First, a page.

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The Count of Monte Cristo
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The Count of Monte Cristo
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  • A few dingy olives and stunted fig-trees struggled hard for existence, but their withered dusty foliage abundantly proved how unequal was the conflict.
  • Pere Pamphile had seen Dantes pass not ten minutes before; and assured that he was at the Catalans, they sat down under the budding foliage of the planes and sycamores, in the branches of which the birds were singing their welcome to one of the first days of spring.
  • The night gradually drew on, and the foliage in the garden assumed a deeper hue.
  • The garden was long and narrow; a stretch of smooth turf extended down the middle, and at the corners were clumps of trees with thick and massy foliage, that made a background for the shrubs and flowers.
  • The slightest rustling of the foliage, the least whistling of the wind, attracted his attention, and drew the perspiration to his brow; then he tremblingly fixed his ladder, and, not to lose a moment, placed his foot on the first step.
  • Oh, then I remember as if it were but yesterday sitting under the shade of some sycamore-trees, on the borders of a lake, in the waters of which the trembling foliage was reflected as in a mirror.
  • At one corner, where the foliage became so thick as almost to shut out day, a large stone bench and sundry rustic seats indicated that this sheltered spot was either in general favor or particular use by some inhabitant of the house, which was faintly discernible through the dense mass of verdure that partially concealed it, though situated but a hundred paces off.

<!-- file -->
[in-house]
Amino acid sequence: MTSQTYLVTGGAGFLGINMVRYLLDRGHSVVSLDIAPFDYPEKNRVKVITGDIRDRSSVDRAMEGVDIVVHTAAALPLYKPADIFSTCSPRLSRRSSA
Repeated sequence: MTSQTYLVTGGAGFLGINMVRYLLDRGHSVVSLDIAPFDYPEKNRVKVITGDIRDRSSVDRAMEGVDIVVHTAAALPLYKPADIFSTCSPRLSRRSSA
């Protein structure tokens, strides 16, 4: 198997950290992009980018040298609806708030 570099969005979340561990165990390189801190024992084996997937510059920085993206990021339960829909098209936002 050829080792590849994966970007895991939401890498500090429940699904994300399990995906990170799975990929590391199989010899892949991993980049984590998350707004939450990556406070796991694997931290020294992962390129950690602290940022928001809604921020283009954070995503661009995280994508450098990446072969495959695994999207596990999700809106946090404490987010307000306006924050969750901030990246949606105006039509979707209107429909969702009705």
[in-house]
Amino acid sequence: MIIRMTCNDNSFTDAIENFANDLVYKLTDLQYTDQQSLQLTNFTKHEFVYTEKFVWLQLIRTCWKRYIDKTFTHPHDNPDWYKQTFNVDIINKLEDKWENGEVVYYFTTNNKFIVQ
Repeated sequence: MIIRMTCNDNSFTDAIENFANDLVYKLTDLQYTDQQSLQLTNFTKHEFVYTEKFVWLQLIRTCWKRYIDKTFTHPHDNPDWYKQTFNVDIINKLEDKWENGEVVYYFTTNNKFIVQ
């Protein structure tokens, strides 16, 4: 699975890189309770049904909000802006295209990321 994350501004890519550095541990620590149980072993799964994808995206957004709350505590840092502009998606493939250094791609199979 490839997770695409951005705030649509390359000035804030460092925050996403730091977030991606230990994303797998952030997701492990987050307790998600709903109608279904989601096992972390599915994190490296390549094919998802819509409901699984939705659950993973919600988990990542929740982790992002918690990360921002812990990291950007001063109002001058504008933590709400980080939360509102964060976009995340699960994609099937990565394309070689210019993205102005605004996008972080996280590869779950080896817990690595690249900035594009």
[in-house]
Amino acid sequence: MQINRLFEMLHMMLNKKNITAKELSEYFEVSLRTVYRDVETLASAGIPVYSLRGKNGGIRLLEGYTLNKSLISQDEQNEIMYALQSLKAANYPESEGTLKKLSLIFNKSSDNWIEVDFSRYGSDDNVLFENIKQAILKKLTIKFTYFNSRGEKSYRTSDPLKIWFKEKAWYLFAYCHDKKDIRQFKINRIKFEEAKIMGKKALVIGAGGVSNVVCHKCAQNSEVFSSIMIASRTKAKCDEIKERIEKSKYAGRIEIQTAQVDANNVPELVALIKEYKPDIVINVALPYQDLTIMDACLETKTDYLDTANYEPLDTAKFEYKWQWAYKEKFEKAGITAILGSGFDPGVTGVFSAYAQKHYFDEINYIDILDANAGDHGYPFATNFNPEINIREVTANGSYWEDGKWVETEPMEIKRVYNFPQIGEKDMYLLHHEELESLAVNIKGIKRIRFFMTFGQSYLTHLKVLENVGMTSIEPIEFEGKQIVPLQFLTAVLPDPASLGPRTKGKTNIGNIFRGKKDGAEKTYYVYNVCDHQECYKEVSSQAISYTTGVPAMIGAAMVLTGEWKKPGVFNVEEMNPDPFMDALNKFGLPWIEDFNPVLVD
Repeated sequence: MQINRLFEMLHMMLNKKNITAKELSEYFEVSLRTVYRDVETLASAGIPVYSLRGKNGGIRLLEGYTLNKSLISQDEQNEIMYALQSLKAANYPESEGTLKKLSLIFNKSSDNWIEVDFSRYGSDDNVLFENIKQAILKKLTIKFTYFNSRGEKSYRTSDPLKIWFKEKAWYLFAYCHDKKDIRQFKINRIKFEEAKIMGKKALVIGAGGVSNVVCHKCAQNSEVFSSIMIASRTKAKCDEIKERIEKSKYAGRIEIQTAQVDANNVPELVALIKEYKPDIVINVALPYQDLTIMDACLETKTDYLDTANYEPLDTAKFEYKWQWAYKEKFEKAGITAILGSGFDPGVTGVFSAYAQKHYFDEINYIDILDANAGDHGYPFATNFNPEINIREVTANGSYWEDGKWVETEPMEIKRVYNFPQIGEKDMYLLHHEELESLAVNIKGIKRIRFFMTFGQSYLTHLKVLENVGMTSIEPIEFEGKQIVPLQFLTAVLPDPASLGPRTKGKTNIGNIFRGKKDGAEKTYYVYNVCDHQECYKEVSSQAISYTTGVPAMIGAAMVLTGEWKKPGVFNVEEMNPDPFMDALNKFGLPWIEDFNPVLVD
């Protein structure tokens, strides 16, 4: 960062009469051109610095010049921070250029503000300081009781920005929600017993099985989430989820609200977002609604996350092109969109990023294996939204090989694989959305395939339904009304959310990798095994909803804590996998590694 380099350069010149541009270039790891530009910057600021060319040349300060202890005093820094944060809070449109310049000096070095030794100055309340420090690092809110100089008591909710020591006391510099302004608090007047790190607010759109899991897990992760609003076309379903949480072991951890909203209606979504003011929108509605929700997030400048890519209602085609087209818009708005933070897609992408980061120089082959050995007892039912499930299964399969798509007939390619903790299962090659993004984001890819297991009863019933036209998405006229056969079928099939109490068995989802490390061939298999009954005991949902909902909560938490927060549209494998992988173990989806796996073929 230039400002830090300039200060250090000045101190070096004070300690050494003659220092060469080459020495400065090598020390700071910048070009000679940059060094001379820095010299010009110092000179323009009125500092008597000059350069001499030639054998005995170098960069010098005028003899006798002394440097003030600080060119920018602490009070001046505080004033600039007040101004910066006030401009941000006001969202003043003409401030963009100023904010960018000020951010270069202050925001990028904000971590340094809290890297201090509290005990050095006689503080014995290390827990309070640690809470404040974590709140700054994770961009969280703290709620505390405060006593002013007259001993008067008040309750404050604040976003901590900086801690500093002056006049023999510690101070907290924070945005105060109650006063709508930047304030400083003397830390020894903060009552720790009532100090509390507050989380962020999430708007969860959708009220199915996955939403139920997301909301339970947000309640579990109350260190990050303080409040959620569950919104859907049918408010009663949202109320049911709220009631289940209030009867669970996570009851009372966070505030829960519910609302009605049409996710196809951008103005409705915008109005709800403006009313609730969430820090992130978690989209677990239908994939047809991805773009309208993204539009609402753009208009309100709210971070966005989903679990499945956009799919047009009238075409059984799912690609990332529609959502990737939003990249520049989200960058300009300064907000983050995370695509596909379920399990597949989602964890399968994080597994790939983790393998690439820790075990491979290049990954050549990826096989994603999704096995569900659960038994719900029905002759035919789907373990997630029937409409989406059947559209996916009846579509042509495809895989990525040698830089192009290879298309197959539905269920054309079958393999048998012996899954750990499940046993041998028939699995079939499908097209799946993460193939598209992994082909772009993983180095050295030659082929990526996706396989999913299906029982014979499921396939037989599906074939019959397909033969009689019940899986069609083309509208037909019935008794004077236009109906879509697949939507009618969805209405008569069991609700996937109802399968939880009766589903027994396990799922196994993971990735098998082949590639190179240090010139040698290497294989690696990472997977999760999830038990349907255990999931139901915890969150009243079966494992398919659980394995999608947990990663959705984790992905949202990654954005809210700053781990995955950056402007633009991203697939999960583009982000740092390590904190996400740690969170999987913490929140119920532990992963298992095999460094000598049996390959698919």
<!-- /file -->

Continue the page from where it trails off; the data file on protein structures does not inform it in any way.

• Monte Cristo, on stepping into the house, heard a sigh that was almost a deep sob; he looked in the direction whence it came, and there under an arbor of Virginia jessamine, [*] with its thick foliage and beautiful long purple flowers, he saw Mercedes seated, with her head bowed, and weeping bitterly.
  • Then he saw beneath a thick clump of linden-trees, which were nearly divested of foliage, Madame de Villefort sitting with a book in her hand, the perusal of which she frequently interrupted to smile upon her son, or to throw back his elastic ball, which he obstinately threw from the drawing-room into the garden.
  • And yet it was not because the damp had been excluded from the garden; the earth, black as soot, the thick foliage of the trees betrayed its presence; besides, had natural humidity been wanting, it could have been immediately supplied by artificial means, thanks to a tank of water, sunk in one of the corners of the garden, and upon which were stationed a frog and a toad, who, from antipathy, no doubt, always remained on the two opposite sides of the basin.

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  • It’s difficult to spot the birds in the foliage.
  • I like to rest my eyes by periodically looking up from the computer and gazing out the window at the foliage.

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